Summary

Markets all but confirmed that we are in minute wave 3 today.  This gives us confidence in an extended move down over the next couple of months, but the shorter-term count remains murky.  Trading the longer-term trend may be the higher probability tactic until short-term clarity improves. 

Markets on Tuesday

By any measure, a 268 point drop in the Dow represents a change in character.  A greater change was heralded by a return of volume to markets.  The two together gives us the sharp down move we had been looking for to help identify a third wave.  This doesn’t tell us which of the many short, shallow corrections we’ve seen since resuming downward moves on June 21st is a 2nd wave retracement.  In fact, it’s still possible that we haven’t seen it yet.  However, the negative strength of our technicals during Tuesday’s drop makes it most likely that we are now in a third wave down. 

Before we bemoan the lack of a good count that identifies wave [ii], let’s take a moment to observe the gift that the market gave us today: we all but ensured that the market has seen the end of minor wave 2.  In the Dow prices have retraced over 93% of the move up from $9,758 on June 8th further decreasing the chance that it is just a correction.  While we don’t currently follow the S&P 500 every day, we would be remiss if we didn’t cite that it broke to new lows down from its April high and managed to print its lowest close of 2010.  Removing That provides confidence that the S&P is likely to be in Minute wave 3 along with the Dow.   Merking this milestone allows us to consider 10,594 a likely lasting high on the Dow for some time to come.  Taking it out would require us to re-work major portions of the wave count.  Being able to count this as a durable high is much more valuable than knowing where we are within the smaller-degree wave structure.  At this point we have a high degree of confidence that we are in minor wave 3 of intermediate wave (1) of primary wave [3]. 

Unfortunately the price we pay for the added clarity in the minor wave count is murkiness in the wave count at minute degree and below.  Our best analysis suggests that some or all of Tuesday’s decline occurred within minute wave 3.  As we mentioned before, virtually all upward retracement in the past week has been short and shallow making it hard to discern wave structure.  So our view of Tuesday’s action is based more on technicals than wave count.  On all possibly relevant timeframes from less than a 5 minute chart to over a 60 minute chart, EWO and MACD recorded lower values during Tuesday’s decline than at any time since June 21st.  Until a better view of the wave structure appears we will use that as our best guide and it suggests that we are most likely in minute wave [iii].  It would be unwise to trade on this assumption without further confirmation.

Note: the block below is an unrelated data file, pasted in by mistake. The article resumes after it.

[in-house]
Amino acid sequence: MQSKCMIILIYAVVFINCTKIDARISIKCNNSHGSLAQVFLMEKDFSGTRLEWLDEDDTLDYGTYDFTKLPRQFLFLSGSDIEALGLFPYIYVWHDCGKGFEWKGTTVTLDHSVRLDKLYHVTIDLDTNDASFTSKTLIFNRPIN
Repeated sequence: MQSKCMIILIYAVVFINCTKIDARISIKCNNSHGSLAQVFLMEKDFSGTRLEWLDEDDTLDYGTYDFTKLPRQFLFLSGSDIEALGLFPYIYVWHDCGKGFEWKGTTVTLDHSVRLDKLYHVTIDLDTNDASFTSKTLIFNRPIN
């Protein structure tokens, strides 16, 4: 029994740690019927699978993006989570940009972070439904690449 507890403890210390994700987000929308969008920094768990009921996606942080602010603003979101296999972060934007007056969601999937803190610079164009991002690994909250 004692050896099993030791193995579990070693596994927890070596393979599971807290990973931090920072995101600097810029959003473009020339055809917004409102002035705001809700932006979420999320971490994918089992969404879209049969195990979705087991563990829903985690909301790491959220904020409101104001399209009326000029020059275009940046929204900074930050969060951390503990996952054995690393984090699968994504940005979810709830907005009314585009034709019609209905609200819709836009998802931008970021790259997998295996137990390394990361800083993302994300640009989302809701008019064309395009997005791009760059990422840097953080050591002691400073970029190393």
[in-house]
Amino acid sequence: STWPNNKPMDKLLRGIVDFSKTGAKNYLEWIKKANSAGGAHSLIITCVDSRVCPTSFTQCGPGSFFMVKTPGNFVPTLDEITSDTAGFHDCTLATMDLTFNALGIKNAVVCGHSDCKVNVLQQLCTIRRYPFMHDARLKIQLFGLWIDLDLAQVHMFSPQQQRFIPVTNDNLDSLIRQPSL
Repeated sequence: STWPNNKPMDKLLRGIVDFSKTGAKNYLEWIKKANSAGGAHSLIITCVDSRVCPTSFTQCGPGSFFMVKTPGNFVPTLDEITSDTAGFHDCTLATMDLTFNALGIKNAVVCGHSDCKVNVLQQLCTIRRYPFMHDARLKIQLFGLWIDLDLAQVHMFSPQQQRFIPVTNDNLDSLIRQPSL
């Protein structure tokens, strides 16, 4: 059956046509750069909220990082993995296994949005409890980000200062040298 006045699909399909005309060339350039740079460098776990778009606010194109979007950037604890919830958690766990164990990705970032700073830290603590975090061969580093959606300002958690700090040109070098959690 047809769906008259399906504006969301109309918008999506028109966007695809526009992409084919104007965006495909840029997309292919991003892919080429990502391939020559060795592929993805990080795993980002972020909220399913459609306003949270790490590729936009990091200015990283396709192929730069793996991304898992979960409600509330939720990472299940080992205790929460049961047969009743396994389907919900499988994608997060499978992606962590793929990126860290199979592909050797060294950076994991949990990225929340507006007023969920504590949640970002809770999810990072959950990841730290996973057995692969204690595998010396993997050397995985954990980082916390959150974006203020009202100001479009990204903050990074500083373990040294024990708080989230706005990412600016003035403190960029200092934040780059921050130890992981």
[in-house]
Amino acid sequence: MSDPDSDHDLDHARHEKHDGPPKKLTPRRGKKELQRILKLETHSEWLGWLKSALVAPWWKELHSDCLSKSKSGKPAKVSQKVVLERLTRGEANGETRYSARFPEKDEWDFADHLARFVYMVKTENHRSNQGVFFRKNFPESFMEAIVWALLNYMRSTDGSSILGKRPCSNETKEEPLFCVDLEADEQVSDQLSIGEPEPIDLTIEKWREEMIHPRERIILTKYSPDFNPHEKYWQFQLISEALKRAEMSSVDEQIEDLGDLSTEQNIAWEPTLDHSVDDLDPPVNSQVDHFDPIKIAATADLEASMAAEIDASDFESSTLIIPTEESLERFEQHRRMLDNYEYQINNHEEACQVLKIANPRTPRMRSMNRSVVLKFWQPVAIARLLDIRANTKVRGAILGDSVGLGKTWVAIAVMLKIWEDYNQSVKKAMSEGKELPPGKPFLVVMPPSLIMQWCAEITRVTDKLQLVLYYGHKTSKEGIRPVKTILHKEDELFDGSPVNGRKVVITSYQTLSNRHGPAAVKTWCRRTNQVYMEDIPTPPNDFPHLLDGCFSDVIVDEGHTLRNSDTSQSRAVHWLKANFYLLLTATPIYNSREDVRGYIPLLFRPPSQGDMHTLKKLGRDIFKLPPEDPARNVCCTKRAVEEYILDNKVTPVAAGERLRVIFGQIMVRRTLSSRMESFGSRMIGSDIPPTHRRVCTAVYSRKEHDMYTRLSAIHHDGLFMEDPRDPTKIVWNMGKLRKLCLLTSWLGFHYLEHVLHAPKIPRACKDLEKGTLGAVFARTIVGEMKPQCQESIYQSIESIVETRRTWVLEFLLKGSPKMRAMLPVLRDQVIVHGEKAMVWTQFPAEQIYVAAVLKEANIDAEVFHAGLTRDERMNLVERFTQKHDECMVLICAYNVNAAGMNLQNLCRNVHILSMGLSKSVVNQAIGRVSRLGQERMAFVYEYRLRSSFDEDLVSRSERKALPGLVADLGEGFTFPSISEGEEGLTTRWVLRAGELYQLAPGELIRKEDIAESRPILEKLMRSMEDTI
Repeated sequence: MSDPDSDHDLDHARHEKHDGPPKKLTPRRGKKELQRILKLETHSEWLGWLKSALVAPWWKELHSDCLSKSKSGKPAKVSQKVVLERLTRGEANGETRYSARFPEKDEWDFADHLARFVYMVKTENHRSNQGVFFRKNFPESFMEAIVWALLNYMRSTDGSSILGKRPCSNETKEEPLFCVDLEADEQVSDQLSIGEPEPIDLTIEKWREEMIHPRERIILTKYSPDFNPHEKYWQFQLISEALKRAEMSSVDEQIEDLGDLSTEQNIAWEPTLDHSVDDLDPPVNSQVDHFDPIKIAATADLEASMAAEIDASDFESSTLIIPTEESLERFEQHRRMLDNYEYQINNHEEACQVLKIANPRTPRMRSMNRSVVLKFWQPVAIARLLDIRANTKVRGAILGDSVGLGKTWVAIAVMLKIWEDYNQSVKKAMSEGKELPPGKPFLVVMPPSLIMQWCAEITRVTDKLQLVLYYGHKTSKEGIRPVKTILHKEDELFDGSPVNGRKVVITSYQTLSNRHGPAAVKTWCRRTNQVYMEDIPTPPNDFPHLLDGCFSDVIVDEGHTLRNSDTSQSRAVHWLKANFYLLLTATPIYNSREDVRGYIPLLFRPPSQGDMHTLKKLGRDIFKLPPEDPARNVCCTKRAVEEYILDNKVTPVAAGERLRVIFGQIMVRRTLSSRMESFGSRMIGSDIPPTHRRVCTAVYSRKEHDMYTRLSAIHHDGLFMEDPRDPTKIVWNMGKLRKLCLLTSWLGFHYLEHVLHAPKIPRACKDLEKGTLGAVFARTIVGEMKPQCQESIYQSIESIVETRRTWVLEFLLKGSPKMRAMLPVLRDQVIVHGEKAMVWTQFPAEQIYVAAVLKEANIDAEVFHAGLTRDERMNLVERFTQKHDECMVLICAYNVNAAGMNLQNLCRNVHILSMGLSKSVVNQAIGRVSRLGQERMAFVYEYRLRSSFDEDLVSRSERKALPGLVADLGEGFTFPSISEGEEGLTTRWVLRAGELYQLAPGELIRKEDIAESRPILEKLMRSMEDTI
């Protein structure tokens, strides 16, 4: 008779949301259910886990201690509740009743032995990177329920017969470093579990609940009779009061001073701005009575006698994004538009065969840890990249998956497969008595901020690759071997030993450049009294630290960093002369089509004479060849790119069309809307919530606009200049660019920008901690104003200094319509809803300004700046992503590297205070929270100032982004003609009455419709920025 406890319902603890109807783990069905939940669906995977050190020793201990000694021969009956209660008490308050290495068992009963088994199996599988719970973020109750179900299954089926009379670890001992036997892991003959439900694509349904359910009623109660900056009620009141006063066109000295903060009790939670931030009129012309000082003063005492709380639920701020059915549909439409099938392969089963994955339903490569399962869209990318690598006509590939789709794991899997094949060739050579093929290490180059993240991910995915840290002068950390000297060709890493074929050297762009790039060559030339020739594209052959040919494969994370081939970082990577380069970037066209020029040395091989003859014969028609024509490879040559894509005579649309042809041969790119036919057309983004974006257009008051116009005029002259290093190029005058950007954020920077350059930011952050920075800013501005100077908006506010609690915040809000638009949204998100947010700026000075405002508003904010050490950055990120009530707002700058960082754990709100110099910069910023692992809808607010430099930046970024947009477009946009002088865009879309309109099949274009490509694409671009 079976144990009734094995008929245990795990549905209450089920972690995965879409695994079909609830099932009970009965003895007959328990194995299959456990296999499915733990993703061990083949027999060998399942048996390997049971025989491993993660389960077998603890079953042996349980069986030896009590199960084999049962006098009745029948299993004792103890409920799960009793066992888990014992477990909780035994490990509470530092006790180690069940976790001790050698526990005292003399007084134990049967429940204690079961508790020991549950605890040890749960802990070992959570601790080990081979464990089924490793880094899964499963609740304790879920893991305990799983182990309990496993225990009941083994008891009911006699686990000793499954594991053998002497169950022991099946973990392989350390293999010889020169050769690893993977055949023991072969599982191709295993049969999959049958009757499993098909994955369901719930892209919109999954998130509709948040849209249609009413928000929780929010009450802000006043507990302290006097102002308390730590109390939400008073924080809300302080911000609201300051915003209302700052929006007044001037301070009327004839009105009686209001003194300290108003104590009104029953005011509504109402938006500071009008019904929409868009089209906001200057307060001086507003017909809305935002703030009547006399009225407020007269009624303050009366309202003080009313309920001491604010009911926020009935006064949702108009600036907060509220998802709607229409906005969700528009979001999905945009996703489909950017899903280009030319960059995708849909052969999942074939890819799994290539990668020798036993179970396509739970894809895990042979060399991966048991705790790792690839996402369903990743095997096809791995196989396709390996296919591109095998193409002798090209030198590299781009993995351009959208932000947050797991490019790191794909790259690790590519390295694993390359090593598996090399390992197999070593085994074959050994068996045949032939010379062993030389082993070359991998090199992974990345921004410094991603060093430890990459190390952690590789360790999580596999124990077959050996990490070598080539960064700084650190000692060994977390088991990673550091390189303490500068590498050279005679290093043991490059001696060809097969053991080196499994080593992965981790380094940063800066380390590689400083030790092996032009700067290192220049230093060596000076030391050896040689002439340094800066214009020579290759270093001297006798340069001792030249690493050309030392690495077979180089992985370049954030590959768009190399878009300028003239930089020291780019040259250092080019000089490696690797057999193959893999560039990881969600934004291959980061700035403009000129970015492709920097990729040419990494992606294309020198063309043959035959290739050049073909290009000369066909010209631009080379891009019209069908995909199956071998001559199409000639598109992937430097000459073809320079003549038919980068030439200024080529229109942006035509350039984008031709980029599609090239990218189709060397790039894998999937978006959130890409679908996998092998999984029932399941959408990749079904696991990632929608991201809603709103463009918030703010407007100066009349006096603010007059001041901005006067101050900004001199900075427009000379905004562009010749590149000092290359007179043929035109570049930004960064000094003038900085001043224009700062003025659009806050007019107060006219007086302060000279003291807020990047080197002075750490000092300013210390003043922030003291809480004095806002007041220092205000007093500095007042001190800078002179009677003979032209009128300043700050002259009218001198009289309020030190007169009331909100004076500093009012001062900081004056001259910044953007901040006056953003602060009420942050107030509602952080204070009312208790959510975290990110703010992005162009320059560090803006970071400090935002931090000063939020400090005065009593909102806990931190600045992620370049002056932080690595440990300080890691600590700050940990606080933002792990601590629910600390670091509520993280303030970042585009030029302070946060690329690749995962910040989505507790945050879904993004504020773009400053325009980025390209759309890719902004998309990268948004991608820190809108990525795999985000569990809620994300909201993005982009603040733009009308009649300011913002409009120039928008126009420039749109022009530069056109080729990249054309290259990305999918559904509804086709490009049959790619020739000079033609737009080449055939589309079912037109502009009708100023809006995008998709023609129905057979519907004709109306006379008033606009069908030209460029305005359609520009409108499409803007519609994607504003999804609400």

Absent a reliable count or much reason to discern between them, we’ll focus on presenting a single primary without alternates.  That doesn’t mean the count is right, it just means that we have high confidence in the higher degree count, hence showing only one.   And with no confidence in the lower degree count, it doesn’t matter which wave we’re in at lower degree since we can’t act on it. 

Notable milestones for Tuesday’s action include:

  • The Dow broke back below the second of our two trendlines down April highs
  • The Dow broke below our adaptive channel on the daily chart
  • The Dow registered a MACD crossover on the daily chart

If this wasn’t enough to signal the strength of the decline, we note that RSI(5) on the Dow reached its lowest level since Febrary, 2009.  It’s worth pointing out that while many of these short-term strength measures tell us that markets are very weak, they might also be telling us that the move could be getting ahead of itself. 

Outlook for Wednesday

Our lack of a confident count below minor degree makes it hard to predict exactly what will happen on Wednesday, but confidence in our larger degree count gives us a much better picture for longer term.  There’s no reason to deviate with our expectation of seeing minor wave 3 take the Dow  below 9,174 in the next few months with better targets around 8,800 and 8,300.  This will make short-term trading based on Elliott Wave Theory difficulty because oversold bounces in a rapidly moving bear market can be large and rapid.  The fact that drops may be faster and larger is little consolation if an unanticipated bounce wipes out a significant portion of equity and limits participation on drops.  A prudent approach might be to adopt a longer term posture that anticpates the greater decline over the course of minor wave 3 and that could tolerate a bounce that retraces a significant portion of the move down from the end of minute wave 2.  This might entail a longer timeframe and less leverage, but it is an attractive trace with what the market is telling us now.  As always, it’s wise to plan for contingencies should our broader count also be wrong.

This isn’t to suggest that one should completely avoid short-term trades.  However, know the risks.  If you have a way of getting out of trades quickly and with minimal losses, that’s great.  But the short term wave counts may not be able to help in chossing entries and exits.

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